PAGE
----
Back in January, Taiwan’s Economics Ministry announced the Taiwan Semiconductor Manufacturing Co Ltd (TSMC) would begin prioritizing the production of auto chips if it could further increase capacity. TSMC Chairman Mark Liu has since projected the chipmaker will be able to meet its “minimum requirement” for customers before the end of June.
Speaking at a Council of the Americas event on Tuesday, US Commerce Secretary Gina Raimondo claimed Washington is advocating for American automobile manufacturers in conversations with the Taiwanese government and chipmakers like TSMC – the world’s contract chipmaker.
“As I said there’s not a day goes by that we don’t push on that.”
U.S. Secretary of Commerce Gina Raimondo speaks during a press briefing at the White House in Washington, U.S., April 7, 2021
Raimondo’s comments come two days after TSMC Chairman Liu was featured in a “60 Minutes” broadcast on CBS. Liu said the Taiwan-based chipmaker first heard about the US’ auto chip shortage in December, and has been working since January to meet the increased demand.
“Today, we think we are two months ahead, that we can catch up the minimum requirement of our customers, before the end of June,” Liu said, emphasizing that this does not mean the auto chip shortage will end during the same period.
According to the official, the US should spend more money on research and development (R&D), and be more open to global cooperation when it comes to semiconductors.
“I think [the] U.S. ought to pursue to run faster, to invest in R&D, to produce more Ph.D., master, bachelor students to get into this manufacturing field instead of trying to move the supply chain, which is very costly and really non productive,” he said. “That will slow down the innovation because– people trying to hold on their technology to their own and forsake the global collaboration.”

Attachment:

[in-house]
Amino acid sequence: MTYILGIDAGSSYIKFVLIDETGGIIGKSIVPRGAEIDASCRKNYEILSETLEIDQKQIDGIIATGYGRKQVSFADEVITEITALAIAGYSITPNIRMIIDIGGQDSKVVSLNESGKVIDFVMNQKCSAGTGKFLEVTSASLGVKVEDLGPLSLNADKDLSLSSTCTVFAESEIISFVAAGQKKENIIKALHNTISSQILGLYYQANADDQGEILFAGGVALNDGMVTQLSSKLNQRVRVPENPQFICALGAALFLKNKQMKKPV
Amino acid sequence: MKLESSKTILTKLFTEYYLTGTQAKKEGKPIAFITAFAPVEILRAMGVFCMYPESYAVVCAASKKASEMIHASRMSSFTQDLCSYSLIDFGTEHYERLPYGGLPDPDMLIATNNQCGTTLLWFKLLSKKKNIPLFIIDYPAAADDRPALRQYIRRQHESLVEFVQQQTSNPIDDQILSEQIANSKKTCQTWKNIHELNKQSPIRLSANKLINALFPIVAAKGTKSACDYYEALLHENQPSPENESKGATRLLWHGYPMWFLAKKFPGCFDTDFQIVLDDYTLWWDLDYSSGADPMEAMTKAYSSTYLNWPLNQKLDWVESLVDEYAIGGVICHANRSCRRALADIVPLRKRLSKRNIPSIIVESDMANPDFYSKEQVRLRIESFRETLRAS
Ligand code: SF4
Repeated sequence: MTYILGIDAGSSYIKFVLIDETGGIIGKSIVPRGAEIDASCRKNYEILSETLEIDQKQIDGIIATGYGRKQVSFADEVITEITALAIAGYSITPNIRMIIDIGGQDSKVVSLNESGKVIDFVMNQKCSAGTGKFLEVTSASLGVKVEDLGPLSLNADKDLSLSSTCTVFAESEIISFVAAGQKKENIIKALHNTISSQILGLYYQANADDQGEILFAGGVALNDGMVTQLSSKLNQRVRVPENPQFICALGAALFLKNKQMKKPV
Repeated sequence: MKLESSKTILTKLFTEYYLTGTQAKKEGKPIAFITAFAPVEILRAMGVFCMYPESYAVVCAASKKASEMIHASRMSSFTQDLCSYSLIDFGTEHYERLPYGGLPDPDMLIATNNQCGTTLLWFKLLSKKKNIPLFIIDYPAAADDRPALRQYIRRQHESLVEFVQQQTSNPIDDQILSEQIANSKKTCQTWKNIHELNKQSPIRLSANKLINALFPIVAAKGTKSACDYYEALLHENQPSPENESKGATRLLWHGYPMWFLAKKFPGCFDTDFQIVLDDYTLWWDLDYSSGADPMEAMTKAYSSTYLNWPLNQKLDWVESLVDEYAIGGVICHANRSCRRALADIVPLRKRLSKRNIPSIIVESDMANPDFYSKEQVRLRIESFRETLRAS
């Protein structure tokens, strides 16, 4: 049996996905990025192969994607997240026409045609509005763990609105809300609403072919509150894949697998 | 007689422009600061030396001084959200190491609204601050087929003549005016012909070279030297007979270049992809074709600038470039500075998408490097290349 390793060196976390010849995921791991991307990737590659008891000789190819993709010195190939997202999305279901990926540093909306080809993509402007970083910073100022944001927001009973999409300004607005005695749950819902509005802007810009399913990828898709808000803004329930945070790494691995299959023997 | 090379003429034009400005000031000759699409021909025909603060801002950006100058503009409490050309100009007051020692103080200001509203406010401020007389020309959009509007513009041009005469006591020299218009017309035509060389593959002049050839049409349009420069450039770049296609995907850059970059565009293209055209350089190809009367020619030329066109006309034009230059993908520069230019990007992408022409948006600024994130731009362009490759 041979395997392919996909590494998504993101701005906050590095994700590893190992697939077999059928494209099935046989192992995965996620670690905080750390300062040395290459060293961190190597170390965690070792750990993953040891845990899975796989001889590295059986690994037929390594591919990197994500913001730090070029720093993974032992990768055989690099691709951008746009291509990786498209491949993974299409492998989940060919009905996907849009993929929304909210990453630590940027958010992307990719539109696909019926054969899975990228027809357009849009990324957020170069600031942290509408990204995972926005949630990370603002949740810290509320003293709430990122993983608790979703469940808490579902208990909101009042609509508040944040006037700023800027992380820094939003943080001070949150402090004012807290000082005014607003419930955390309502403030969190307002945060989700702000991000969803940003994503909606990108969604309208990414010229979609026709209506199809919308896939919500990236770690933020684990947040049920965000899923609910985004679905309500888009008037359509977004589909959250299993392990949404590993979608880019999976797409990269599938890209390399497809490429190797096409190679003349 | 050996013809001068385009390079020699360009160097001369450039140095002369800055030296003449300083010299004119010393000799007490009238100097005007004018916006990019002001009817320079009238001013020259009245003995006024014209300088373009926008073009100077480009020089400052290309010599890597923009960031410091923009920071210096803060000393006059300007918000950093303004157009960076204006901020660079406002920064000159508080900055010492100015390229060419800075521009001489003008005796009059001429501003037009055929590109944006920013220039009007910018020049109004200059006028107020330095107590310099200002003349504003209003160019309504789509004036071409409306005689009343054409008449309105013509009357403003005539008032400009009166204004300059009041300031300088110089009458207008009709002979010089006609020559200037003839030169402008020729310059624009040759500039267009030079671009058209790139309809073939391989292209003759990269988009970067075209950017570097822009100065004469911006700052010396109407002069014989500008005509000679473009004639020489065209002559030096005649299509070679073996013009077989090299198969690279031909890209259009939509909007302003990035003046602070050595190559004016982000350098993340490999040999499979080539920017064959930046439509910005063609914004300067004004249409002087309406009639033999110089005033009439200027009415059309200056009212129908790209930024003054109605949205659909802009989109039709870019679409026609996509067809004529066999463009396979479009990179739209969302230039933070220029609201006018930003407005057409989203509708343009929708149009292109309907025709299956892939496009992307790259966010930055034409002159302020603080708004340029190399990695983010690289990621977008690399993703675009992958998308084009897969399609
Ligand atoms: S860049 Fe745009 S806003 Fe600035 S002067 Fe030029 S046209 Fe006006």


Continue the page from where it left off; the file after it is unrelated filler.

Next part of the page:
Intel’s newest factory, Fab 42, became fully operational in 2020 on the company’s Ocotillo campus in Chandler, Arizona. Fab 42 produces microprocessors using the company’s 10nm manufacturing processes. In March 2021, Intel announced a $20 billion investment to build out two new factories (or “fabs”) on the Ocotillo campus. The company expects to begin planning and construction activities this year.
“Intel is the only company with the depth and breadth of software, silicon and platforms, packaging, and process with at-scale manufacturing customers can depend on for their next-generation innovations. IDM 2.0 is an elegant strategy that only Intel can deliver – and it’s a winning formula,” said Intel CEO Pat Gelsinger in a quoted statement.
Shortly after Intel’s announcement, TSMC announced plans to invest $100 billion in advanced chip research and development over the next three years.
Citing three people familiar with the matter, Reuters reported on Tuesday that TSMC is planning to build five additional fabs.
“The United States requested it. Internally TSMC is planning to build up to six fabs,” one person said.
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